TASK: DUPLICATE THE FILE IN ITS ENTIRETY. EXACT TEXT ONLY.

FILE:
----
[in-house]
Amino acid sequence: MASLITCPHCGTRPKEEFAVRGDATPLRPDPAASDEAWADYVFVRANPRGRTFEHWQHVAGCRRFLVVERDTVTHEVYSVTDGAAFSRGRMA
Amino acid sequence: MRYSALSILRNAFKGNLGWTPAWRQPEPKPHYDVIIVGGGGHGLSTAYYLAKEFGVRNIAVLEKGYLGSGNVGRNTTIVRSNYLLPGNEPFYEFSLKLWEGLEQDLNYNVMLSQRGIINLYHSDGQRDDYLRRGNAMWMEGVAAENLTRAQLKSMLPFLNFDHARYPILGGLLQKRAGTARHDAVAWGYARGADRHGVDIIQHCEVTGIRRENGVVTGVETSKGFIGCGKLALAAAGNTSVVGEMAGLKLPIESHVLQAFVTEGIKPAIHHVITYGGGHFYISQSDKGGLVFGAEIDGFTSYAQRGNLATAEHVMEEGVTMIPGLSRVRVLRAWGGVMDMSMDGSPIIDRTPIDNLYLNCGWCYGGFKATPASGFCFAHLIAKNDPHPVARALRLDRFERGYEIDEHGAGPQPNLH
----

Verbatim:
[in-house]
Amino acid sequence: MASLITCPHCGTRPKEEFAVRGDATPLRPDPAASDEAWADYVFVRANPRGRTFEHWQHVAGCRRFLVVERDTVTHEVYSVTDGAAFSRGRMA
Amino acid sequence: MRYSALSILRNAFKGNLGWTPAWRQPEPKPHYDVIIVGGGGHGLSTAYYLAKEFGVRNIAVLEKGYLGSGNVGRNTTIVRSNYLLPGNEPFYEFSLKLWEGLEQDLNYNVMLSQRGIINLYHSDGQRDDYLRRGNAMWMEGVAAENLTRAQLKSMLPFLNFDHARYPILGGLLQKRAGTARHDAVAWGYARGADRHGVDIIQHCEVTGIRRENGVVTGVETSKGFIGCGKLALAAAGNTSVVGEMAGLKLPIESHVLQAFVTEGIKPAIHHVITYGGGHFYISQSDKGGLVFGAEIDGFTSYAQRGNLATAEHVMEEGVTMIPGLSRVRVLRAWGGVMDMSMDGSPIIDRTPIDNLYLNCGWCYGGFKATPASGFCFAHLIAKNDPHPVARALRLDRFERGYEIDEHGAGPQPNLH